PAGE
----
94: Take a Step Back⎢Thyroid Surgery with a Clear Mind, with Dr. Bryan McIver from Moffitt Cancer Center
Bryan McIver, MD, PhD
Dr. McIver contributes to Moffitt Cancer Center almost 20 years of clinical experience in the care of patients with endocrine diseases, specializing in the evaluation of patients with thyroid nodules and thyroid cancer. He has a particular interest in the management of patients with advanced and aggressive forms of cancer and the role of genetic and molecular techniques to improve the accuracy of diagnosis.
Most nodules are benign
When to do a biopsy
How to interpret the results of biopsy
Advances in thyroid cancer
Ultrasound technology advancements
Molecular marker technologies
Gene expression classifier
90: Adding T3 to T4 Will Make You Feel Better? For Some the Answer is ‘Yes’ with Dr. Antonio Bianco from Rush University
A little T3 can make a world of difference for some thyroid patients.
Antonio Bianco, MD, PhD, is head of the division of Endocrinology and Metabolism at Rush University Medical Center. Dr. Bianco also co-chaired an American Thyroid Association task force that updated the guidelines for treating hypothyroidism.
Dr. Bianco’s research has revealed the connection between thyroidectomy, hypothyroidism symptoms, and T4-only therapy. Although T4-only therapy works for the majority, others report serious symptoms
89: Thyroid Cancer Web Sites Confuse Patients with Dr. Rashika Bansal from St. Joseph’s Regional Medical Center
In this episode Dr. Bansal shares the research she presented at AACE 2017 and ENDO 2017, regarding the poor readability scores for thyroid cancer web sites.
The challenge for these web sites and health institutions is to translate thyroid education from complex to simple and easy to understand. Currently, many patients are not following up with treatment, citing confusion after being exposed to the various thyroid cancer education resources.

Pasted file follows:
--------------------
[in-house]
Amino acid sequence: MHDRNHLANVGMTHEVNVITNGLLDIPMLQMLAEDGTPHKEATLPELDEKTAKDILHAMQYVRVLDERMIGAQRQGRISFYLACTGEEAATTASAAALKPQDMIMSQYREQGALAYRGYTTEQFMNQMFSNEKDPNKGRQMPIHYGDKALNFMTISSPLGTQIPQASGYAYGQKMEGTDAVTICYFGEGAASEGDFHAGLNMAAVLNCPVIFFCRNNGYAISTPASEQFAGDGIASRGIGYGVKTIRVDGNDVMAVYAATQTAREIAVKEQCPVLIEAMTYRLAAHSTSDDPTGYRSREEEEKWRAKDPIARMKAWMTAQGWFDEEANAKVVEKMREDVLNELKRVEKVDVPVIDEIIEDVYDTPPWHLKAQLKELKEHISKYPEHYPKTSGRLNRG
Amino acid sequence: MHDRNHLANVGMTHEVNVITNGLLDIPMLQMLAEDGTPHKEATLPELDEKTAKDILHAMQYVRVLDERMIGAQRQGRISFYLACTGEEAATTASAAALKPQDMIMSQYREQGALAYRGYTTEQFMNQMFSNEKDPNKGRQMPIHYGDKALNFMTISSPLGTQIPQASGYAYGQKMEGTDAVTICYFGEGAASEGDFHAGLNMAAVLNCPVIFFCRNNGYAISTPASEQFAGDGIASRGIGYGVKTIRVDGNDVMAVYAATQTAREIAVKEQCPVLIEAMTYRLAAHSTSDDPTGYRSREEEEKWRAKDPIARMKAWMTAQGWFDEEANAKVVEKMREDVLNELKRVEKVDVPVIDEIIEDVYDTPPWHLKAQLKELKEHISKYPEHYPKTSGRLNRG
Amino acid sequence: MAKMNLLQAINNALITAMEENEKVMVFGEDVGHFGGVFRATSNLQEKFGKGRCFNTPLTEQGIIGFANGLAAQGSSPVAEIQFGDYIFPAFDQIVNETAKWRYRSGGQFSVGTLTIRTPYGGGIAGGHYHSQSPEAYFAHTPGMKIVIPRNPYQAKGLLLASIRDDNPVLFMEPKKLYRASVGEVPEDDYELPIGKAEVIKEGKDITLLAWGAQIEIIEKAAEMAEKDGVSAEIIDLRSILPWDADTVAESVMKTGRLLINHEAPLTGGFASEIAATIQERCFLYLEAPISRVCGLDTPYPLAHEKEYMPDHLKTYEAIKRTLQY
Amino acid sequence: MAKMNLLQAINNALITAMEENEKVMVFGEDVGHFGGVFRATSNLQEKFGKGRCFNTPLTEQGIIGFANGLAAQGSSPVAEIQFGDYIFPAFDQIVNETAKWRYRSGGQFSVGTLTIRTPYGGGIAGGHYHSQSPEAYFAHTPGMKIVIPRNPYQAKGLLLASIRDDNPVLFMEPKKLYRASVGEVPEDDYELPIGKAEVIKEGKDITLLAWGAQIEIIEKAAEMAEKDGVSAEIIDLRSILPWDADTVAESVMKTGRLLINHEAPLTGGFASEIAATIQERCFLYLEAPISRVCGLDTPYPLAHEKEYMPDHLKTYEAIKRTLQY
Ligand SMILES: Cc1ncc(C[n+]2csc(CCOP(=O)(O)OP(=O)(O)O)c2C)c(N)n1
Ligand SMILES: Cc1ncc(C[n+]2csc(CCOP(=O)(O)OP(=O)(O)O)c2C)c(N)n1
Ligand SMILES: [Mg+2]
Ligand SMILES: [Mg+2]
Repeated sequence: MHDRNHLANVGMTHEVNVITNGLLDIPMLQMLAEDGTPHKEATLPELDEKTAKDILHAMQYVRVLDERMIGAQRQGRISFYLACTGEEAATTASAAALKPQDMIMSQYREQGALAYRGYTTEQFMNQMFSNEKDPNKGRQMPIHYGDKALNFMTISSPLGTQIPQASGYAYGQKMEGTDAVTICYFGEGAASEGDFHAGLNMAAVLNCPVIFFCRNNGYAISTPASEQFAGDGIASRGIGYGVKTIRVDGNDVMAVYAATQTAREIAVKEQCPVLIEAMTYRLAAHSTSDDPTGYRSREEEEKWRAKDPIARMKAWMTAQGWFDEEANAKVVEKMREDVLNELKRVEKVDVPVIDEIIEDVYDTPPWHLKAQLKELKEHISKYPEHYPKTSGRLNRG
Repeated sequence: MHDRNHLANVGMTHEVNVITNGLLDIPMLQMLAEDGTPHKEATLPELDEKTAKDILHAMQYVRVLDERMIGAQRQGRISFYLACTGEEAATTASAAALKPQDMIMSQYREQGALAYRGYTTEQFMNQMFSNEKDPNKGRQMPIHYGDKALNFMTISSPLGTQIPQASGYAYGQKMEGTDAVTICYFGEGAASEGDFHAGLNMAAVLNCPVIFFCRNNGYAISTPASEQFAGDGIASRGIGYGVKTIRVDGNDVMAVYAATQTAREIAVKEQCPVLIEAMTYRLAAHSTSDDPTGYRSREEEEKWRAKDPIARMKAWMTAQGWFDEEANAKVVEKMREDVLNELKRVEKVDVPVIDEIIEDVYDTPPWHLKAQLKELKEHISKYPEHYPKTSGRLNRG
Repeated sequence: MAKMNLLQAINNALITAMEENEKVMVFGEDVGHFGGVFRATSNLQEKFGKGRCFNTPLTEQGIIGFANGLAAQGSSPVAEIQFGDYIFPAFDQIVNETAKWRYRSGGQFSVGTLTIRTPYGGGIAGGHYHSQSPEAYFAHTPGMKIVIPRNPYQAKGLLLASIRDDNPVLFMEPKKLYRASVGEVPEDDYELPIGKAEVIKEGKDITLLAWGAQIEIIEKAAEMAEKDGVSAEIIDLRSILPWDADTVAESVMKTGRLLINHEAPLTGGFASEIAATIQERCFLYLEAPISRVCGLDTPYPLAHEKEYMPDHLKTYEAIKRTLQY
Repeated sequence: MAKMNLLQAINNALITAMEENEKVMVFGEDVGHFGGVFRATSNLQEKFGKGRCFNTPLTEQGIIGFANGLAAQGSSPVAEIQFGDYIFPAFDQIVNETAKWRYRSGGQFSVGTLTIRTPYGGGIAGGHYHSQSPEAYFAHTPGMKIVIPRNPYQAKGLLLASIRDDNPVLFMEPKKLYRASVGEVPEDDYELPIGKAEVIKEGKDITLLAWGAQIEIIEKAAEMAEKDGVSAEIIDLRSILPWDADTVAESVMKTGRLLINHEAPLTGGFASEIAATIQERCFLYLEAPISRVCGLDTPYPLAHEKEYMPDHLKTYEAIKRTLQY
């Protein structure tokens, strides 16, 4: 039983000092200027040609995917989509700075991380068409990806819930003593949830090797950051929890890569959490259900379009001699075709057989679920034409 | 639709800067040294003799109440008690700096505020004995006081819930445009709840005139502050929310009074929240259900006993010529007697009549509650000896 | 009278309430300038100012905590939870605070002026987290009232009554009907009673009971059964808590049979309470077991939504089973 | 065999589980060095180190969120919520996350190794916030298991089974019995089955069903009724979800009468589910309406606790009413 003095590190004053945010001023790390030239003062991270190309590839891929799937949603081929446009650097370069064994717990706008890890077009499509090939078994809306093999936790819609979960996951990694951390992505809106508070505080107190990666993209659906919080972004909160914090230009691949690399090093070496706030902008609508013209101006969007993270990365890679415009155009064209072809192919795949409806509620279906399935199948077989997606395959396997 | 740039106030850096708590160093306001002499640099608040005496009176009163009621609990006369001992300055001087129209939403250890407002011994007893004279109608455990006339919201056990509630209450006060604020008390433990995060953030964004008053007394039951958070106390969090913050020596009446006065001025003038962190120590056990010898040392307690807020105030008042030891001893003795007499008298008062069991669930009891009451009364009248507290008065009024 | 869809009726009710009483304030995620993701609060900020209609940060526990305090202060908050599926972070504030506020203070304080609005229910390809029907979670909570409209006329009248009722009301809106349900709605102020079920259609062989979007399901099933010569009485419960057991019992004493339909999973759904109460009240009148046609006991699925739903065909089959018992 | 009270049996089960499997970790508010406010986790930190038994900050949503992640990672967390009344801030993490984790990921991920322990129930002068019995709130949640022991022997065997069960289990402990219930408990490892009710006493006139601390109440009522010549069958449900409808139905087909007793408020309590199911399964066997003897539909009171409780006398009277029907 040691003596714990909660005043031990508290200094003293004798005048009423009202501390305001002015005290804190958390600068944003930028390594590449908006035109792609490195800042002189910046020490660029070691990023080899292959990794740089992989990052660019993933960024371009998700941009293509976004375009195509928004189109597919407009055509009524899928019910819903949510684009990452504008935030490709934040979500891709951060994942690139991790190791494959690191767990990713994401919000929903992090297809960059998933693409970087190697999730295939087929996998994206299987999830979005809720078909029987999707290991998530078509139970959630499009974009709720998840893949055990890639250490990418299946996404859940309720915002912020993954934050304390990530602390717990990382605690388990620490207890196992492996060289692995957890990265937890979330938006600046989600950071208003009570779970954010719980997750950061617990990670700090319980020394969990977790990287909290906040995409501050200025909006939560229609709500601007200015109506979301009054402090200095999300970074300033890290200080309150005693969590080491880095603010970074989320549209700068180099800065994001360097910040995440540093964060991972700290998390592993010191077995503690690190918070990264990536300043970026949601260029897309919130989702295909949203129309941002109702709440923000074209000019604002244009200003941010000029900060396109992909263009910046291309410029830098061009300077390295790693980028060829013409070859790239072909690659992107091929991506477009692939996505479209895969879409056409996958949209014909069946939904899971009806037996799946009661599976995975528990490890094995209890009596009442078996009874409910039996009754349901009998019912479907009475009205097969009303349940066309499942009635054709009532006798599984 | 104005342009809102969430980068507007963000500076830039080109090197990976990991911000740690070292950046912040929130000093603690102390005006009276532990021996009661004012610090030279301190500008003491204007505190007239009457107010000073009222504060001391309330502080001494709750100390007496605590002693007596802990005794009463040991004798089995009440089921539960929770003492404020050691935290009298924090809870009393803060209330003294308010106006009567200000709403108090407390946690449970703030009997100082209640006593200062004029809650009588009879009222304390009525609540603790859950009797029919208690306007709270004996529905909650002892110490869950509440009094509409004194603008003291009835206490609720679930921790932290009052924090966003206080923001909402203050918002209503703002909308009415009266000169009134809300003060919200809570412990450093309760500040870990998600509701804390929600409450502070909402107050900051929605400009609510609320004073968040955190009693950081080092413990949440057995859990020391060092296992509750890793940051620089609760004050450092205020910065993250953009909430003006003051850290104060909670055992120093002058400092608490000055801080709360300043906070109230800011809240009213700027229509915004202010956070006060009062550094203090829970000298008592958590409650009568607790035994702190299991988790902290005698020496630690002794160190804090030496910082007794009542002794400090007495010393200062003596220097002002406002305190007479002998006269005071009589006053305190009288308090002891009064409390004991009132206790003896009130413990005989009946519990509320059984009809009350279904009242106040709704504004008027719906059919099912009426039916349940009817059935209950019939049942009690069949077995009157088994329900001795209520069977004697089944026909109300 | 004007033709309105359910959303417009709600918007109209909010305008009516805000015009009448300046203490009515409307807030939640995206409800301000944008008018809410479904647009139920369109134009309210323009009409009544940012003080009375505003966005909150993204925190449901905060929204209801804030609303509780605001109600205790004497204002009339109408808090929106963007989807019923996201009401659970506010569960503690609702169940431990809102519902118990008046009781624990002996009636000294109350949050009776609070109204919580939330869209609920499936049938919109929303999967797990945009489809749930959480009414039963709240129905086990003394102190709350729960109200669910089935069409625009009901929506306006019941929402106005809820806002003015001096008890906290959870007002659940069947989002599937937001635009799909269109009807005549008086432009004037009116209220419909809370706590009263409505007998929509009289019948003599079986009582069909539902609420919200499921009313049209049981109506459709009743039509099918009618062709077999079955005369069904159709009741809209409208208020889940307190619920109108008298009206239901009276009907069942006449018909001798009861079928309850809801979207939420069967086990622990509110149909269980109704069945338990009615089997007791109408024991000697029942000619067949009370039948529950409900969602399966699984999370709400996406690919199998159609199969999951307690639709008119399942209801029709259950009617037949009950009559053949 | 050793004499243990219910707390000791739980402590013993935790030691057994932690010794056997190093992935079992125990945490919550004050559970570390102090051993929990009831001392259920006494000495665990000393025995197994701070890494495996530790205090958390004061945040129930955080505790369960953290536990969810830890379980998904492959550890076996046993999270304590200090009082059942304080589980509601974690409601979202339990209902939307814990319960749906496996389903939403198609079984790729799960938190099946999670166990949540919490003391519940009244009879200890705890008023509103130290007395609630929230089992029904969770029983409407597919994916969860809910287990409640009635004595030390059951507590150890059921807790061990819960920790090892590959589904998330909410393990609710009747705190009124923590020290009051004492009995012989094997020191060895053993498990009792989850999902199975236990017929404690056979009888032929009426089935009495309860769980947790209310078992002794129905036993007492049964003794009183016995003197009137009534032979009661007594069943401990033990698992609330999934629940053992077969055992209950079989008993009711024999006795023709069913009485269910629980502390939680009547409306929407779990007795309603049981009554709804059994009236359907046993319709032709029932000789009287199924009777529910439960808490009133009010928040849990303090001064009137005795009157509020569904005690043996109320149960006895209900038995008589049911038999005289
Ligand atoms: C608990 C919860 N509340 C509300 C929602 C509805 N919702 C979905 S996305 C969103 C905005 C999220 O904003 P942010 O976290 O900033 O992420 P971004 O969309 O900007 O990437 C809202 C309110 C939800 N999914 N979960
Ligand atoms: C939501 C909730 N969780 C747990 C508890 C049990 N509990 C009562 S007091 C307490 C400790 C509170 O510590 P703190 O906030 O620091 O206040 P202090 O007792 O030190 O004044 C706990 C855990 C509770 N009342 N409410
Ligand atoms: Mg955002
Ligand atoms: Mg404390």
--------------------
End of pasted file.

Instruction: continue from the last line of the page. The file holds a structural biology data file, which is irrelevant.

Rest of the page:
88: Has anything changed in the past 50 years of treating thyroid disease? (including thyroid cancer) The answer is yes. → Dr. Leonard Wartofsky from MedStar
Thyroid replacement therapy has been around since 1891, when patients were served sheep thyroid tartar. Now, patients have the convenience of a taking a simple
* Imaging has increased thyroid nodule discovery.
* Following patients with small thyroid cancer ? analogous to prostate cancer. Better followed than treated.
* Tiny thyroid cancers can be defined by those nodules less than 1/4 inch in size.
* Less RAI is being used as a part of thyroid cancer treatment. This means, less need to do total thyroidectomy or thyroid lobectomy.
* Dry mouth and dry eyes are risks to doing RAI. Also, there is risk to developing a second malignancy. Most of the secondary cancers are leukemia.
* Risks to operation include changes to voice and calcium levels. Thyroid surgery is a safe operation but not risk free.
* Best question for a patient to ask is, who is my treatment team?
This is an in depth discussion about the connection between flame retardants and plastics, and thyroid cancer. These chemicals, also known as endocrine disruptors, have a clear connection to thyroid cancer occurrence.
The research is presented by Julie Ann Sosa, MD MA FACS is Chief of Endocrine Surgery at Duke University and leader of the endocrine neoplasia diseases group in the Duke Cancer Institute and the Duke Clinical Research Institute. She is Professor of Surgery and Medicine. Her clinical interest is in endocrine surgery, with a focus in thyroid cancer.